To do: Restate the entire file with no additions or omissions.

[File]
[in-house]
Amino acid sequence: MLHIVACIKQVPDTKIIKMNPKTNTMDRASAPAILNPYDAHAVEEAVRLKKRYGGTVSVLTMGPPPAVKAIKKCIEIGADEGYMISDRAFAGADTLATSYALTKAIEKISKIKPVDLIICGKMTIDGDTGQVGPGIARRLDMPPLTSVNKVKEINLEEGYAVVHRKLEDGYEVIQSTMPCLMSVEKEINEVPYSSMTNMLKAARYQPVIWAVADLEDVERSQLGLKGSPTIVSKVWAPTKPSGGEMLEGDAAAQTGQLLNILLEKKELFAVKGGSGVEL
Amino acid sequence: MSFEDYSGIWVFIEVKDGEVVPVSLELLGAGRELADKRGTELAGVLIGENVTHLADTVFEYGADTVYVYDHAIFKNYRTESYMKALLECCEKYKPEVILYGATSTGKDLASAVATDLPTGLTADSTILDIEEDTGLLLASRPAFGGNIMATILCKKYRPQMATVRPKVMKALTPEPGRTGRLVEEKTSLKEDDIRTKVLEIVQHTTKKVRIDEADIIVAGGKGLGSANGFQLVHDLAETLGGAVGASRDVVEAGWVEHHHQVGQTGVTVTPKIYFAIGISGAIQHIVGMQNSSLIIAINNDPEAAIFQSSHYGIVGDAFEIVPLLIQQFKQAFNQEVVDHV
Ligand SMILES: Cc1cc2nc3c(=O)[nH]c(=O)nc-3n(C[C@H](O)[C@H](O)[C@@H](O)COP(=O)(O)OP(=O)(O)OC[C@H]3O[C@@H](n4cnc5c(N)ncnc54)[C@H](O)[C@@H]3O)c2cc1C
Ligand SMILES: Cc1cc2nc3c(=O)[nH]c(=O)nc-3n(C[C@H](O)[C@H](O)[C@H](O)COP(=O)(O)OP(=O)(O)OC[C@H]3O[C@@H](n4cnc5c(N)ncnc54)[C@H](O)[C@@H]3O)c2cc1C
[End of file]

[in-house]
Amino acid sequence: MLHIVACIKQVPDTKIIKMNPKTNTMDRASAPAILNPYDAHAVEEAVRLKKRYGGTVSVLTMGPPPAVKAIKKCIEIGADEGYMISDRAFAGADTLATSYALTKAIEKISKIKPVDLIICGKMTIDGDTGQVGPGIARRLDMPPLTSVNKVKEINLEEGYAVVHRKLEDGYEVIQSTMPCLMSVEKEINEVPYSSMTNMLKAARYQPVIWAVADLEDVERSQLGLKGSPTIVSKVWAPTKPSGGEMLEGDAAAQTGQLLNILLEKKELFAVKGGSGVEL
Amino acid sequence: MSFEDYSGIWVFIEVKDGEVVPVSLELLGAGRELADKRGTELAGVLIGENVTHLADTVFEYGADTVYVYDHAIFKNYRTESYMKALLECCEKYKPEVILYGATSTGKDLASAVATDLPTGLTADSTILDIEEDTGLLLASRPAFGGNIMATILCKKYRPQMATVRPKVMKALTPEPGRTGRLVEEKTSLKEDDIRTKVLEIVQHTTKKVRIDEADIIVAGGKGLGSANGFQLVHDLAETLGGAVGASRDVVEAGWVEHHHQVGQTGVTVTPKIYFAIGISGAIQHIVGMQNSSLIIAINNDPEAAIFQSSHYGIVGDAFEIVPLLIQQFKQAFNQEVVDHV
Ligand SMILES: Cc1cc2nc3c(=O)[nH]c(=O)nc-3n(C[C@H](O)[C@H](O)[C@@H](O)COP(=O)(O)OP(=O)(O)OC[C@H]3O[C@@H](n4cnc5c(N)ncnc54)[C@H](O)[C@@H]3O)c2cc1C
Ligand SMILES: Cc1cc2nc3c(=O)[nH]c(=O)nc-3n(C[C@H](O)[C@H](O)[C@H](O)COP(=O)(O)OP(=O)(O)OC[C@H]3O[C@@H](n4cnc5c(N)ncnc54)[C@H](O)[C@@H]3O)c2cc1C